Measures

Innovativeness (2008, 2012, and 2015)

Innovativeness was measured using an adaptation of the scale developed by Knowles et al. 2008 and used by Nybakk (2012). The scale accounts for creation and adoption of products, manufacturing processes, and business systems. Each dimension is represented by four items. A 5-point interval scale was used with respondents providing their evaluation of the innovativeness of their company. Only the extreme points of the scale were labeled, where 1 = not at all innovative and 5 = very innovative.

Innovation efforts (2015)

A set of nine activities was used to gauge the investment of companies in what is considered innovative efforts: developing new foreign markets, developing new domestic markets, investing in promotion/advertising, investing in sales, developing new products, being more flexible with production, aggressiveness of business tactics/practices, acquisition of competing companies, and investing in customer relationships. A 5-point interval scale was used, where 1 = decreased, 3 = stayed the same, and 5 = increased. Points 2 and 4 were not labeled.

Financial performance (2015)

Financial performance was assessed by adapting subjective measures that are recommended and used in a number of previous studies (e.g., Nybakk and Jenssen 2012; Morgan and Strong 2003; Beal 2000; Dess and Robinson 1984). The following four items representing different aspects of financial performance were used: return on sales, sales growth rate, after tax return on assets, and gross profit margin. Respondents were asked to compare their performance between 2012 and 2015 on a 5-point scale, where 1 = much lower and 5 = much higher.

Product focus (2012 and 2015)

The product focus of each firm was assessed via the proportion of overall production in each of three categories: commodity, specialty, and custom-made.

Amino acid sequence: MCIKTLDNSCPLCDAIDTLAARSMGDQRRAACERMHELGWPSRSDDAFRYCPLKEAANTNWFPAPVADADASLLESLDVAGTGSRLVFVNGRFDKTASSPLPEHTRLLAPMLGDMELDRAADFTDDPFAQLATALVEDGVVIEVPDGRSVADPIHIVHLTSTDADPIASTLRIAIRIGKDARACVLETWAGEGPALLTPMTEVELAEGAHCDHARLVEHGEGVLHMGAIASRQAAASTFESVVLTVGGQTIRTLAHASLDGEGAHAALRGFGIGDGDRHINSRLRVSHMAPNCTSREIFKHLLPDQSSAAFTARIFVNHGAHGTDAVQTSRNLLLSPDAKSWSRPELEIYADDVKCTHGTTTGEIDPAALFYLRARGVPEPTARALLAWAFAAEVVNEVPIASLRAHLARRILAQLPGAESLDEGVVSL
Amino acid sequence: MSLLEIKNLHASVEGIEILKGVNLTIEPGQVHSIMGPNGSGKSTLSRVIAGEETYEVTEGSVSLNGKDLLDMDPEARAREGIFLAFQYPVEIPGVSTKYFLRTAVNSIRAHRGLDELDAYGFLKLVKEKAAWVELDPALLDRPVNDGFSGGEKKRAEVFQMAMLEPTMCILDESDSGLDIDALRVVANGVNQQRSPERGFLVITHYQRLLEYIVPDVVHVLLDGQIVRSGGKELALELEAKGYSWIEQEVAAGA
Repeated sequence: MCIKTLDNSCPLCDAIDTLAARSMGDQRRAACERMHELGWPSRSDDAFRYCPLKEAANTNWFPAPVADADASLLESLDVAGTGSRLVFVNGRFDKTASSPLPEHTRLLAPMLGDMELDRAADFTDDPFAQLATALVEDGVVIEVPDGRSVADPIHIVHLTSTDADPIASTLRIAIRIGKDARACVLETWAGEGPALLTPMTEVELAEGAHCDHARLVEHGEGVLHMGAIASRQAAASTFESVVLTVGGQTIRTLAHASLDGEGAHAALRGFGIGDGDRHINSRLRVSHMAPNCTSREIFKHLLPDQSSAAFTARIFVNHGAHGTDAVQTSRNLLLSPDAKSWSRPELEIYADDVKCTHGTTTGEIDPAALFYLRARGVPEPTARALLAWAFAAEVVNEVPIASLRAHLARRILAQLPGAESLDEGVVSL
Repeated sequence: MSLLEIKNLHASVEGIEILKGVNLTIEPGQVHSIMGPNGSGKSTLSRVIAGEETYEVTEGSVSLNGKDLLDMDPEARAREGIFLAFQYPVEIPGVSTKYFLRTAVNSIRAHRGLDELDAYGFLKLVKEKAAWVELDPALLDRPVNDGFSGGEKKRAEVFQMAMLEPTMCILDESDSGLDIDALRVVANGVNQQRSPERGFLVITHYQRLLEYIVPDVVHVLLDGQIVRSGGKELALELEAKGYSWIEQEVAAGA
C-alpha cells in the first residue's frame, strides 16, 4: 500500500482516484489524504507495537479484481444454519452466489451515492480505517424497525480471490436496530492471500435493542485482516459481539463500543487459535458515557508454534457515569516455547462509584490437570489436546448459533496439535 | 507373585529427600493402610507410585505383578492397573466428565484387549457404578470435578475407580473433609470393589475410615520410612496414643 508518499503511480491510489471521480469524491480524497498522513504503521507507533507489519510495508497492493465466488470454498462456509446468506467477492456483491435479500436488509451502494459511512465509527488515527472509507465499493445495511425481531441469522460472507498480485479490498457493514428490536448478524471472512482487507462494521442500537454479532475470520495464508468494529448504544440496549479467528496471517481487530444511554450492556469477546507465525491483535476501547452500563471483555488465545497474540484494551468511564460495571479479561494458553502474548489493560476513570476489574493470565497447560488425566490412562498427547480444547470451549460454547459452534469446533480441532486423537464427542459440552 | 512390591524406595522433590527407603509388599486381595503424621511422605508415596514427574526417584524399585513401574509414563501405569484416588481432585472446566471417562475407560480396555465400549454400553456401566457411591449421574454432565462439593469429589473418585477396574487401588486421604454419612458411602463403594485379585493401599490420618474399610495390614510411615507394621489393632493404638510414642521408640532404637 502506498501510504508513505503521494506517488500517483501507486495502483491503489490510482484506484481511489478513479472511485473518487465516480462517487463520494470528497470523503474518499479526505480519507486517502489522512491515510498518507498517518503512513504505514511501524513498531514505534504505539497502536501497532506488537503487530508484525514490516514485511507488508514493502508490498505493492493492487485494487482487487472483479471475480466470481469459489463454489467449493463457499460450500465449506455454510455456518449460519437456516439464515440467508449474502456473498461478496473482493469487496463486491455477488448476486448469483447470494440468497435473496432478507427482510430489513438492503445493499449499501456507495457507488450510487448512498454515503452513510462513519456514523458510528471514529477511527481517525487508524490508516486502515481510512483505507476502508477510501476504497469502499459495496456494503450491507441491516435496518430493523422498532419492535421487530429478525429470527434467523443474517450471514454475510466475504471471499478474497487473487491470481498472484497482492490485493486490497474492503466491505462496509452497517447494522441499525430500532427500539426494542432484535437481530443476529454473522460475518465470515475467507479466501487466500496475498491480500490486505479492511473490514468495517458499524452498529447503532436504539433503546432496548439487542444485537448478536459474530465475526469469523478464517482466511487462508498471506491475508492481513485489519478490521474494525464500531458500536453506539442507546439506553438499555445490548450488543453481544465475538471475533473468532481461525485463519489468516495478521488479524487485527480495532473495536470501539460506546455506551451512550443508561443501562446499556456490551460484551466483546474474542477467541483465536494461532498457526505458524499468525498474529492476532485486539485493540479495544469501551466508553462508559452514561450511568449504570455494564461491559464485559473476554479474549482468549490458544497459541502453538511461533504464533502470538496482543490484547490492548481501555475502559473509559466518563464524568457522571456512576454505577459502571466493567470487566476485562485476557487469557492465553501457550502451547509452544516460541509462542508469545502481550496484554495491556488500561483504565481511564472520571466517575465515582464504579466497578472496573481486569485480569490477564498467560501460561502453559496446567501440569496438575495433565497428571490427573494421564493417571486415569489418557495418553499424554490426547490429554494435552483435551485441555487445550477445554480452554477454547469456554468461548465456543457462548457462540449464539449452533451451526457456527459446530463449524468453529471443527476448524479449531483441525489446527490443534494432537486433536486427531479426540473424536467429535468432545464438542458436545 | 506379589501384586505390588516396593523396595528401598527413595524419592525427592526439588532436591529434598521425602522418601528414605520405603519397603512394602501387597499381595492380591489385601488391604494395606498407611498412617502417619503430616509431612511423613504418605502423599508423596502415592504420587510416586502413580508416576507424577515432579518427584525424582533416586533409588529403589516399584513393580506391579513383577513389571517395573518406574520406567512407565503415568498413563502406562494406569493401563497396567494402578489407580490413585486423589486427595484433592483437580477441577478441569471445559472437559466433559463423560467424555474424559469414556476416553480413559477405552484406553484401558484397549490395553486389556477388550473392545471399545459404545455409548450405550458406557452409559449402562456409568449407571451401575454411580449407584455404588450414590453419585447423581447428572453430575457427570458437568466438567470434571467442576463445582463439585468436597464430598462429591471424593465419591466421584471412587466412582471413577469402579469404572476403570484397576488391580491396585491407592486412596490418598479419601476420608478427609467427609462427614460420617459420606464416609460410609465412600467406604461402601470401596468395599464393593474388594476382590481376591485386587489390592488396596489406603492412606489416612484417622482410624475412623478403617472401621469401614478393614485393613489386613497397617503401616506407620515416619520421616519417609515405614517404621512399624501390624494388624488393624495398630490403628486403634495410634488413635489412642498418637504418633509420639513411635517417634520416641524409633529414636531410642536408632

Data collection

In a 2013 survey (Hansen 2014), following the general principles of the Tailored Design Method (Dillman 2007), 941 questionnaires were sent and 142 valid responses were received for an adjusted response rate of 15.1%. The current study sought responses from each of the 142 respondents to the 2013 study. Accordingly, questionnaires were sent to each of the previous respondents and a total of 89 responses were received (six companies were no longer in business) for a response rate of 65.4% (Table 5). Respondents to the 2013 survey provided data regarding their operations in 2008 and 2012 while respondents to the 2016 survey provided data regarding their operations in 2015. Non-response bias was tested comparing the 89 respondents to the 47 non-respondents on all main study variables, using data from 2013, and no significant differences were found. This suggests non-response bias should not be a significant concern in this data set.
Table 5

Population and sample description for 2013 and 2016 surveys

 

Questionnaires mailed

Valid responses

Adjusted response rate

2013 survey

941

142

15.1%

2016 survey

142

89

65.4%

Data from the two surveys represent respondent operations in 2008, 2012, and 2016

Data analysis

Confirmatory factor analyses were conducted based on data from the first survey, conducted in 2013 (n = 142) using the structural equation modeling tool EQS (Byrne, 2006). For the second round dataset, only reliability analyses were conducted, due the low number of observations (n = 89). However, the two surveys were based on the same measurements conducted among the same respondents, and the results suggest that both convergent and discriminant validities were achieved (CFI = 0.903, IFI = 0.905, and RMSEA = 0.092). Fornell and Larcker’s (1981) test indicated discriminant validity in the survey data. The average variance extracted (AVE) varied from 0.43 to 0.65. In the second round, analyzing the 89 respondents, all analyses were performed using SPSS 21 software. The data were first thoroughly error checked. Generally, composite variables were used in analysis. For example, product innovativeness was the mean of the four items measuring that construct. Based on analysis in Hansen (2014), process and business systems innovativeness were merged to form one dimension.

Our analysis is based on the 89 respondents from the most recent survey, comparing the respondent company situation in 2008, 2012, and 2015. Table 6 provides a correlation matrix for key study variables, while Table 6 outlines the innovativeness items and Cronbach’s Alpha for each of the dimensions for data representing pre-GFC (2008), 2012 and 2015. All alpha levels are acceptable with the lowest value being for 2012 product innovativeness (0.80) (Table 7).
Table 6